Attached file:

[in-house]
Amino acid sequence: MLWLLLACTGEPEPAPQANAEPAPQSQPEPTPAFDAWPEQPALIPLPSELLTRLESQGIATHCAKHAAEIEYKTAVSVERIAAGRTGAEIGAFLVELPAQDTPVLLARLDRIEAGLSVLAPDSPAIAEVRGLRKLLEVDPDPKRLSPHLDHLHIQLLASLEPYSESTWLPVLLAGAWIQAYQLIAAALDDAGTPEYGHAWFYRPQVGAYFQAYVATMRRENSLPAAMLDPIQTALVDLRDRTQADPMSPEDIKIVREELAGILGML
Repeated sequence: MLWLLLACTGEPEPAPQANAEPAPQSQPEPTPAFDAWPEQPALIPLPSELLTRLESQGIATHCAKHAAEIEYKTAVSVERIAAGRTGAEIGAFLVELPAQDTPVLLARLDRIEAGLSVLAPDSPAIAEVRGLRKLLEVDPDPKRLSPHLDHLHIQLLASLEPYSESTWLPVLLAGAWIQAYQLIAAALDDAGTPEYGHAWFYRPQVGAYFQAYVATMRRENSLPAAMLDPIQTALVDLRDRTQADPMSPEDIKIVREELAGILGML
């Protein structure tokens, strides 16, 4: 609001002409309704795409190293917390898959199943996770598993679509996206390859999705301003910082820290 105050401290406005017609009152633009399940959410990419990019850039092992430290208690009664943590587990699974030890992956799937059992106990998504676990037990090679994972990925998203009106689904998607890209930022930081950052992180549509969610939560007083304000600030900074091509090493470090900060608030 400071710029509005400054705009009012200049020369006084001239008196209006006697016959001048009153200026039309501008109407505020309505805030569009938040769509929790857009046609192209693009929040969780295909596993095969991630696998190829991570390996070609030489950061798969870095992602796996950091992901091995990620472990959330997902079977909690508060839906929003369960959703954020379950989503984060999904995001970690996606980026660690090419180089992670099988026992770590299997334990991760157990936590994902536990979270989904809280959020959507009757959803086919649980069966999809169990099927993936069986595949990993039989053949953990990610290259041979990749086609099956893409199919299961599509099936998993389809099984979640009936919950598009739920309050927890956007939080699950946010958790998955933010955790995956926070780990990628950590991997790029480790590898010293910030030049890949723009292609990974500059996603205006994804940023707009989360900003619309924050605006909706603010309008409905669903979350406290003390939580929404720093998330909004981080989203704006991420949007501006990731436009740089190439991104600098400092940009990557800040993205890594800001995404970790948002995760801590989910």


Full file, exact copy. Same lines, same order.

[in-house]
Amino acid sequence: MLWLLLACTGEPEPAPQANAEPAPQSQPEPTPAFDAWPEQPALIPLPSELLTRLESQGIATHCAKHAAEIEYKTAVSVERIAAGRTGAEIGAFLVELPAQDTPVLLARLDRIEAGLSVLAPDSPAIAEVRGLRKLLEVDPDPKRLSPHLDHLHIQLLASLEPYSESTWLPVLLAGAWIQAYQLIAAALDDAGTPEYGHAWFYRPQVGAYFQAYVATMRRENSLPAAMLDPIQTALVDLRDRTQADPMSPEDIKIVREELAGILGML
Repeated sequence: MLWLLLACTGEPEPAPQANAEPAPQSQPEPTPAFDAWPEQPALIPLPSELLTRLESQGIATHCAKHAAEIEYKTAVSVERIAAGRTGAEIGAFLVELPAQDTPVLLARLDRIEAGLSVLAPDSPAIAEVRGLRKLLEVDPDPKRLSPHLDHLHIQLLASLEPYSESTWLPVLLAGAWIQAYQLIAAALDDAGTPEYGHAWFYRPQVGAYFQAYVATMRRENSLPAAMLDPIQTALVDLRDRTQADPMSPEDIKIVREELAGILGML
């Protein structure tokens, strides 16, 4: 609001002409309704795409190293917390898959199943996770598993679509996206390859999705301003910082820290 105050401290406005017609009152633009399940959410990419990019850039092992430290208690009664943590587990699974030890992956799937059992106990998504676990037990090679994972990925998203009106689904998607890209930022930081950052992180549509969610939560007083304000600030900074091509090493470090900060608030 400071710029509005400054705009009012200049020369006084001239008196209006006697016959001048009153200026039309501008109407505020309505805030569009938040769509929790857009046609192209693009929040969780295909596993095969991630696998190829991570390996070609030489950061798969870095992602796996950091992901091995990620472990959330997902079977909690508060839906929003369960959703954020379950989503984060999904995001970690996606980026660690090419180089992670099988026992770590299997334990991760157990936590994902536990979270989904809280959020959507009757959803086919649980069966999809169990099927993936069986595949990993039989053949953990990610290259041979990749086609099956893409199919299961599509099936998993389809099984979640009936919950598009739920309050927890956007939080699950946010958790998955933010955790995956926070780990990628950590991997790029480790590898010293910030030049890949723009292609990974500059996603205006994804940023707009989360900003619309924050605006909706603010309008409905669903979350406290003390939580929404720093998330909004981080989203704006991420949007501006990731436009740089190439991104600098400092940009990557800040993205890594800001995404970790948002995760801590989910």